People with cataract-related vision loss who have had cataract surgery are living longer than those with visual impairment who chose not to have the procedure. After comparing the two groups, researchers found a 40 per cent lower long-term mortality risk in those who had the surgery.

The research is drawn from data gathered in the Blue Mountains Eye Study, a population-based cohort study of vision and common eye diseases in an older Australian population. A total of 354 people aged 49 years and older and diagnosed with cataract-related vision impairment - some of whom had undergone surgery and others who had not - were assessed between 1992 and 2007.

Adjustments were made for age and gender as well as a number of mortality risk factors, including hypertension, diabetes, smoking, cardiovascular disease, Body Mass Index and measures of frailty and co-morbid disease. Follow-up visits took place five and ten years after the baseline exam.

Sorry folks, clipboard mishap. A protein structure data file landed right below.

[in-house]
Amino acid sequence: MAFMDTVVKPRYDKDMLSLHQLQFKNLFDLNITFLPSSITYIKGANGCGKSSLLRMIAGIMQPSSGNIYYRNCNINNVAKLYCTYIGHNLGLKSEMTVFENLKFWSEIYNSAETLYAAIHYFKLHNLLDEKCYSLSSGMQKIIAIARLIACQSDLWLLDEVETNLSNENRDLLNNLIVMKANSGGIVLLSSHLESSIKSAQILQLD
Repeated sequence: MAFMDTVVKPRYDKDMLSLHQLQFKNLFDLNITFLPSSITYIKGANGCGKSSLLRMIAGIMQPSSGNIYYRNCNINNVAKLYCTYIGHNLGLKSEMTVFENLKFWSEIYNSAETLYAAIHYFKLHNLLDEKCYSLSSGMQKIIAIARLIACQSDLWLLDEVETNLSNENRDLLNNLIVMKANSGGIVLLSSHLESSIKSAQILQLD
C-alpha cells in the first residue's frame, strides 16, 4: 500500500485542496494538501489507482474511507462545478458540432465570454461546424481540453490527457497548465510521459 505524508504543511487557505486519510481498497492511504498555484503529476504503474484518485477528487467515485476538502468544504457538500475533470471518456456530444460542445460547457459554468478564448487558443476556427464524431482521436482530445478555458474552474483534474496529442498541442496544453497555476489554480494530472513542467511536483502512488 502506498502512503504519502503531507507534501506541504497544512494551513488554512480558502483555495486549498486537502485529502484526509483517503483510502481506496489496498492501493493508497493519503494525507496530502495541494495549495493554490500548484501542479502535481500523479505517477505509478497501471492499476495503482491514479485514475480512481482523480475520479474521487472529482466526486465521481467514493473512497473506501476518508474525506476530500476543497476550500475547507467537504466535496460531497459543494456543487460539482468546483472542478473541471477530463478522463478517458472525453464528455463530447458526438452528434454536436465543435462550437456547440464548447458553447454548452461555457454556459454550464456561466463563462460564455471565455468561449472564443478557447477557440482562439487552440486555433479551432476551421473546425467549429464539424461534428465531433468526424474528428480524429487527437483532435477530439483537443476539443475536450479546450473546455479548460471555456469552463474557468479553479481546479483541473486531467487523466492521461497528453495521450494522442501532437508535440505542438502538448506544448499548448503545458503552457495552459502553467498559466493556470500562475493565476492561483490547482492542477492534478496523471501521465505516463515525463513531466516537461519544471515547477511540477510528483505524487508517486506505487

Previous research had indicated that older people with visual impairment were likely to have greater mortality risk than their age peers with normal vision, and that cataract surgery might reduce this risk. These studies - unlike the Blue Mountains Eye Study - compared people who had undergone cataract surgery with those in the general population or with those who had not had cataract surgery, and did not link vision status to the surgical status.

The association between correction of cataract-related visual impairment and reduced mortality risk is not clearly understood, but plausible factors may include improvements in physical and emotional well-being, optimism, greater confidence associated with independent living after vision improvement, as well as greater ability to comply with prescription medication.

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